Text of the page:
Week 4: Neurotransmitters
Another week, another topic. This time, we dove deeper into the specific chemical mechanisms that synaptic transmission operates on. We learned about different neurotransmitters, how they are produced and released by synapses, and how postsynaptic receptors react to their presence.
By this point in the course, it no longer comes off as a surprise that there’s great variety in the neurotransmitters involved in brain activity. It seems that at every level of brain activity, any particular mechanism is implemented in dozens of different ways that all accomplish the same basic task. According to some information online, more than 500 neurotransmitters have been identified in the human body.
Does the human nervous system really need such a large number of neurotransmitters to be able to function properly? If the number of neurotransmitters is proportional to the complexity of cognitive processing in the organism, that should imply that for less-intelligent animals, there should be fewer neurotransmitters. I wonder if there’s research on the number of transmitters present in, say, rat brains.
When it comes to the specifics of neurotransmission presented in the chapter of the week, I found the G-protein systems the most interesting, as they leave open possibilities for more significance than just basic pulse transmission between neurons. The book brings up the possibility of the cascading effects of G-protein systems potentially relating to memory via long-term changes in the chemical makeup of neurons. Could these slow-burn effects also relate to neural responses that persist for a while, such as emotional reactions?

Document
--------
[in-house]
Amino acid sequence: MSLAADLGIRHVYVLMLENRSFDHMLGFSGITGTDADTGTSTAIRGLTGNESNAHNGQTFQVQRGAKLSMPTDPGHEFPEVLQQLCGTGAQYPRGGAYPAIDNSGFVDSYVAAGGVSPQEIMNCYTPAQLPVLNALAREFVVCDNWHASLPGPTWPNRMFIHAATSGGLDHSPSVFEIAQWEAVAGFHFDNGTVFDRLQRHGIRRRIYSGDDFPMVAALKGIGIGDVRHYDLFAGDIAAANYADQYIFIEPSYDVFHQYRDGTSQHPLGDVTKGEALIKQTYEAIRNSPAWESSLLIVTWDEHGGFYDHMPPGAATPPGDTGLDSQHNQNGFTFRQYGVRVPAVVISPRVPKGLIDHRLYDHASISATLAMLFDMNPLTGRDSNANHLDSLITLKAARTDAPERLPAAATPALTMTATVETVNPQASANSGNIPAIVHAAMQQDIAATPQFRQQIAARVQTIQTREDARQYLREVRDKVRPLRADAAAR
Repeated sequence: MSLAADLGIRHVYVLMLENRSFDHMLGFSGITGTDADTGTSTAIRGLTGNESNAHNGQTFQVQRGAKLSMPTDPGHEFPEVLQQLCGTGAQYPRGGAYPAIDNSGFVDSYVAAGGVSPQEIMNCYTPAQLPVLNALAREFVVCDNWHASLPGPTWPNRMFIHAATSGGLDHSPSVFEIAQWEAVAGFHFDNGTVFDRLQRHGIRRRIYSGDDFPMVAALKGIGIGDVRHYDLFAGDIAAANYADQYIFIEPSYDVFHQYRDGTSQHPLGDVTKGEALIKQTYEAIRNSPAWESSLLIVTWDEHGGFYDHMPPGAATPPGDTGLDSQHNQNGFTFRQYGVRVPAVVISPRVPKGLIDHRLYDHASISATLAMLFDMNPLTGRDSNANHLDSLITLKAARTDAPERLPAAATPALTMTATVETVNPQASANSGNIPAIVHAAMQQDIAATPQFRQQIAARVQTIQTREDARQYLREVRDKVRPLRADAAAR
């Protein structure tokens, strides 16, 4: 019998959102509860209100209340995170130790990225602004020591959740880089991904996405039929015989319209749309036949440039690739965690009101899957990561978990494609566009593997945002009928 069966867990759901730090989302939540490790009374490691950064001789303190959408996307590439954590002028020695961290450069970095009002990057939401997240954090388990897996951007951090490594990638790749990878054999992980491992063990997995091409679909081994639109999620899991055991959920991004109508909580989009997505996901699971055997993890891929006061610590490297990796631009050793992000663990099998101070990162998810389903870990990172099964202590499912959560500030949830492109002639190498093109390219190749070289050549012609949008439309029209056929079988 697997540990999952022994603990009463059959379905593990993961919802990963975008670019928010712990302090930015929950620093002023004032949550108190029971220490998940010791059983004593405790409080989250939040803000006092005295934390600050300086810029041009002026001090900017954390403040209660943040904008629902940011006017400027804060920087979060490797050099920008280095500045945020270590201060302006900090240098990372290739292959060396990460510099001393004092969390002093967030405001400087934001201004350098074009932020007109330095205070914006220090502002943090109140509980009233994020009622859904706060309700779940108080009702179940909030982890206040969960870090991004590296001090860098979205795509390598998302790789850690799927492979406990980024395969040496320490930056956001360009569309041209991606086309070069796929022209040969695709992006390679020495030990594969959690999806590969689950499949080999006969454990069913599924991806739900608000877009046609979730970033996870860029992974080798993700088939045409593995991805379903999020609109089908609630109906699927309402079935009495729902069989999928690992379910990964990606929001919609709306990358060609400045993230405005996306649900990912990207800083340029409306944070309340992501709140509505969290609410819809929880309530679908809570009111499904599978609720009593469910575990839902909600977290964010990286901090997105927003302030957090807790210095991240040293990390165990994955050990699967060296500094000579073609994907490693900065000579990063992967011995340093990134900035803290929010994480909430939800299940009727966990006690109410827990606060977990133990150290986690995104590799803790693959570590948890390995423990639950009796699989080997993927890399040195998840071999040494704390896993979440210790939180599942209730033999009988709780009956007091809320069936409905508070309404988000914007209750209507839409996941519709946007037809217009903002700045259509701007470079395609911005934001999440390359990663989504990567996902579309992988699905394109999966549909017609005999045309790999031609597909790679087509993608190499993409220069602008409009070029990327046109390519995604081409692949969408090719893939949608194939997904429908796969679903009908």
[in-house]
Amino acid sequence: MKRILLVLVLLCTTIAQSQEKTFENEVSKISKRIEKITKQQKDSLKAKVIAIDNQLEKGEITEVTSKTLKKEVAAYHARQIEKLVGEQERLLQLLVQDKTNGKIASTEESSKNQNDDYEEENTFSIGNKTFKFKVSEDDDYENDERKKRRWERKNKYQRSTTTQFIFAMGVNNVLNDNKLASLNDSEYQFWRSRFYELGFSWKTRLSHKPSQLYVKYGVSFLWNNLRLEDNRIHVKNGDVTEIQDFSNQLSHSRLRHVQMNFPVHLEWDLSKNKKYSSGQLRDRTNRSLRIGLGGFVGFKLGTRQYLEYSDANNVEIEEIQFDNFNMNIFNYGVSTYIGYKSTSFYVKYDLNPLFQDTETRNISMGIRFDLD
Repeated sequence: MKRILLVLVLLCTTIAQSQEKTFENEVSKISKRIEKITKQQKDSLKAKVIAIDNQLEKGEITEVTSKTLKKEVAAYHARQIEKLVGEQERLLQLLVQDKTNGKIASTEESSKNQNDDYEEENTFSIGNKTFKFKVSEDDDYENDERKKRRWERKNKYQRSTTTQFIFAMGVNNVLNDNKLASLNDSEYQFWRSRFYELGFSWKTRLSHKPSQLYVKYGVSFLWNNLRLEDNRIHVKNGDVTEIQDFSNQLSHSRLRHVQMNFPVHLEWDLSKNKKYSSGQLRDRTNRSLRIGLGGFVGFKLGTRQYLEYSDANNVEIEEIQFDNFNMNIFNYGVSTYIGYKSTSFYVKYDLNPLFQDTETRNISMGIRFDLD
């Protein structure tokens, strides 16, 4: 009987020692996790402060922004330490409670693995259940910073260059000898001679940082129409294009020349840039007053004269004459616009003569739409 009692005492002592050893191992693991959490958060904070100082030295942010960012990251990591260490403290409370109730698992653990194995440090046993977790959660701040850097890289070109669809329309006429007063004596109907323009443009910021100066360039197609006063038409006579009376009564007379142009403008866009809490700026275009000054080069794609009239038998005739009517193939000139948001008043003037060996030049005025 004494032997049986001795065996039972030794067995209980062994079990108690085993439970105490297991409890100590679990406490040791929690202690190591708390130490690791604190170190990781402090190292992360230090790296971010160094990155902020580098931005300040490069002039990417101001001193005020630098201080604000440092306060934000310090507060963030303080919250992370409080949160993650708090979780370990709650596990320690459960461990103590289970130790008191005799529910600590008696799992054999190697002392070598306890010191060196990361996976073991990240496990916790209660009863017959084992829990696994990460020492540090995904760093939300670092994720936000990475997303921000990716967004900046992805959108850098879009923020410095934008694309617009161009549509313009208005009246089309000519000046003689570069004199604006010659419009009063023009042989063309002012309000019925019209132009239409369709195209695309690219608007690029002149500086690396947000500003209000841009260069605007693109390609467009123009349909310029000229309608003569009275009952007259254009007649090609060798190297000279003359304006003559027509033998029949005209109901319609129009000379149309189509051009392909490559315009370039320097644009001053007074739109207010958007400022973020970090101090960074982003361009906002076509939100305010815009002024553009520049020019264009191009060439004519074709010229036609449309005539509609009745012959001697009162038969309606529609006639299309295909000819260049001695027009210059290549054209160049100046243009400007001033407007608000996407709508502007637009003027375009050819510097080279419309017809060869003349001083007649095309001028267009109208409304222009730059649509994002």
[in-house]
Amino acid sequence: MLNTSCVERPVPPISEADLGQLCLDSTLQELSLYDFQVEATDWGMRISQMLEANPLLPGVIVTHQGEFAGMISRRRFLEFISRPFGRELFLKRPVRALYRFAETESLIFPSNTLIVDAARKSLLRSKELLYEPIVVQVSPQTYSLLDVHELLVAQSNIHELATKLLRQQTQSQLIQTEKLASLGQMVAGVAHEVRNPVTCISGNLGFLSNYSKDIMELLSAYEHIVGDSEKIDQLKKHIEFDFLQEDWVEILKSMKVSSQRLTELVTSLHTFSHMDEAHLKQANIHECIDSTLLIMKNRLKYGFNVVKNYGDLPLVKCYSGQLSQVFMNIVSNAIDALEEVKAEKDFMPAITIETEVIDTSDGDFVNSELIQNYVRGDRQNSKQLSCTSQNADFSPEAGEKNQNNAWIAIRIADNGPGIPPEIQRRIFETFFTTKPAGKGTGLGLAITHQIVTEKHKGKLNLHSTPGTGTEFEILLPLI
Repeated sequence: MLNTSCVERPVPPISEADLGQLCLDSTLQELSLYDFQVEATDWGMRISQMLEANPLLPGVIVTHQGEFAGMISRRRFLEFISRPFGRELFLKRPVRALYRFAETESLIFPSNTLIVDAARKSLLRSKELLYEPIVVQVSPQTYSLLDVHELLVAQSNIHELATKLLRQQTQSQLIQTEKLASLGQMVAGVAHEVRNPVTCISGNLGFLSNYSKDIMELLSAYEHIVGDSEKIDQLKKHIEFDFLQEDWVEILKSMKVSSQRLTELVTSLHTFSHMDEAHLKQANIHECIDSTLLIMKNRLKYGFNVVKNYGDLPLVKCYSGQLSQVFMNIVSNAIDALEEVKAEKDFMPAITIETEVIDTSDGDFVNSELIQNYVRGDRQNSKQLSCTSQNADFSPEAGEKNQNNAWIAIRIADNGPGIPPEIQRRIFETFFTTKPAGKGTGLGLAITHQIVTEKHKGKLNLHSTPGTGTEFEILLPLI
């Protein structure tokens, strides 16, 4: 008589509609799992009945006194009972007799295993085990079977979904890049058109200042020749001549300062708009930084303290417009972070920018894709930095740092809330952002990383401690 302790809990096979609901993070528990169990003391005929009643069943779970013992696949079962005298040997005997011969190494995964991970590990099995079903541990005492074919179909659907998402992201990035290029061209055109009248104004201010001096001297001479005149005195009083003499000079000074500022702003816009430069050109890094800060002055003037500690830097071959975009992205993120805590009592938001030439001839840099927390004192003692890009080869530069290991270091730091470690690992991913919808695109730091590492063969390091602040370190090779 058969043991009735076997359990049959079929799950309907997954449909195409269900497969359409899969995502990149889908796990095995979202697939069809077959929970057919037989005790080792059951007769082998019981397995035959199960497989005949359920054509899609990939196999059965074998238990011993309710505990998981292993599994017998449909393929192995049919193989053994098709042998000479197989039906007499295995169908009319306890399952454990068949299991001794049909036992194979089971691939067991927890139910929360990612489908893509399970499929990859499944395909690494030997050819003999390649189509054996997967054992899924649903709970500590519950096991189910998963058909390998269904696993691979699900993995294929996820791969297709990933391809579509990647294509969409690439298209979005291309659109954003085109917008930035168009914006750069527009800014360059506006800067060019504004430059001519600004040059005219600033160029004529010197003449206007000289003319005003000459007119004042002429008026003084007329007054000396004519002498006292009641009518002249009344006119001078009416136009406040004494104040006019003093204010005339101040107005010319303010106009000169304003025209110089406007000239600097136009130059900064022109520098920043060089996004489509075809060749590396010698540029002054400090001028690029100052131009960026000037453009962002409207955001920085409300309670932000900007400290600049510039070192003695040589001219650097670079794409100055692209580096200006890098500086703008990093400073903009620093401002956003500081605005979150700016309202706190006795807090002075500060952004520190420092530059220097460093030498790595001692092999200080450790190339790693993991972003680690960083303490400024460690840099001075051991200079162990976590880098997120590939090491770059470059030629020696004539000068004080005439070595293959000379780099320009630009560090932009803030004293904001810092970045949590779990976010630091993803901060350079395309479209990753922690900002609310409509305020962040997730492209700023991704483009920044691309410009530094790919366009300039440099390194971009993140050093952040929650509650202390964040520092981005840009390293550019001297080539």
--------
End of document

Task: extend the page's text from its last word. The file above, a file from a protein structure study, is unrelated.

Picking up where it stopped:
As always, when new neural systems are introduced, one wonders how they could be externally affected and to what effect. In this case, the diversity of neurotransmitters brings with it the possibility of selectively inhibiting activity applying a particular transmitter in neuron population. By blocking the receptors responding to a specific neurotransmitter, one could disable synapses operating with that transmitter while leaving other synapses untouched. I suspect anesthesia works this way, blocking synaptic transmission in sensory neurons to prevent pain signals from passing through.
Basic neurochemistry continues being simultaneously unexpectedly simple on a macroscopic level, yet very diverse and detailed in the microscopic level. This is quite possibly the worst combination for attempting to understand brain function based on how individual neurons work and interact. It is difficult to fathom how such simple systems could produce such nuanced brain activity, yet a full understanding of the details of these simple systems is elusive due to the high diversity. It is no wonder that understanding how brains work has proven itself a tough nut to crack even for the brightest of minds.